Micelle based delivery of carotenoid substrates for enzymatic conversion in aqueous media.

C. Nacke & J. Schrader

Substrate delivery vesicles such as micelles or liposomes can permit the conversion of strongly hydrophobic substrates in aqueous media if the enzyme used is not adaptable to organic media. Micelle based delivery of water-insoluble hydrophobic substrates was investigated with regard to qualitative and kinetic effects of vesicle properties on the enzymatic reaction. The oxidative 9′,10′ cleavage of structurally related carotenoids byArabidopsis thaliana carotenoid cleavage dioxygenase 1 (AtCCD1) was applied as model reaction. Unlike commonly assumed, non-ionic surfactants differed significantly in their ability to deliver the strongly hydrophobic carotenoid substrates to the enzyme. Even small structural differences in the carotenoid substrates led to different non-ionic surfactants being required for efficient micellar delivery to the enzyme. The reaction velocities using the same substrate but different non-ionic surfactants varied by up to the 19-fold of the lowest value.

The kinetic activation of micelle based enzymatic carotenoid cleavage by organic cosolvents was investigated in order to complement published data on this recently discovered effect [1]. The length and saturation of the surfactant aliphatic side chain determined the concentration of water-soluble organic cosolvent at which maximum kinetic activation was achieved. The required cosolvent concentrations were between 6 and 15% (v/v) and led to up to 3.8-fold increased reaction velocities. For specific combinations of enzymes and non-ionic surfactants, kinetic lag phases were observed. Factors of influence on occurrence and duration were investigated and a hypothesis for the underlying mechanism was formulated.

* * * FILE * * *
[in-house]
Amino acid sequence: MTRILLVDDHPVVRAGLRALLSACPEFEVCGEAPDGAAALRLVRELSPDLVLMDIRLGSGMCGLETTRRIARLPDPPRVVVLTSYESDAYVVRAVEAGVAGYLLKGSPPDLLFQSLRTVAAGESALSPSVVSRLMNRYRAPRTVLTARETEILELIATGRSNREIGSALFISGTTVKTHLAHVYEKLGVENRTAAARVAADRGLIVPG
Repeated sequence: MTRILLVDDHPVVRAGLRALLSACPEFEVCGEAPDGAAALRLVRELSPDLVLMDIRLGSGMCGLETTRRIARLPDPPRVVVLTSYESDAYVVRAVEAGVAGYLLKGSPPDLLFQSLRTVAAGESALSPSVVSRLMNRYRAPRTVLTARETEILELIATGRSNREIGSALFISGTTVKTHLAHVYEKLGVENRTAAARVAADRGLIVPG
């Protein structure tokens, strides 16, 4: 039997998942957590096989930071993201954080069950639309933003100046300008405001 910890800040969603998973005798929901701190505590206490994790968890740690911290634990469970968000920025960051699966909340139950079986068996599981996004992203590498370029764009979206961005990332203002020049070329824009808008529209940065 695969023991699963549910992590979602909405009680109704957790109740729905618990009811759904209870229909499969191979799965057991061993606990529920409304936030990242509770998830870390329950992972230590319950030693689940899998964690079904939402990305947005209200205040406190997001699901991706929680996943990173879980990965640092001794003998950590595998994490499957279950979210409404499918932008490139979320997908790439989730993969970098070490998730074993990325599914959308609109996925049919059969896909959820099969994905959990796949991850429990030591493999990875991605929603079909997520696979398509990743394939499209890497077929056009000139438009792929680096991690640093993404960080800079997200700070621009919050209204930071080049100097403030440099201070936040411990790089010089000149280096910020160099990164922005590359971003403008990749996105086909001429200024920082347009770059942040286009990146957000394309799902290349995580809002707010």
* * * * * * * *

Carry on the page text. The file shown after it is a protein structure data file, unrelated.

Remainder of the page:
The results complement recent studies on the properties of liposomes and micelles as substrate delivery vesicles [1][2] and [3]. The systematic study of delivery systems for hydrophobic substrates will in the long run permit their rational design for enzymatic conversions requiring to be conducted in aqueous media.

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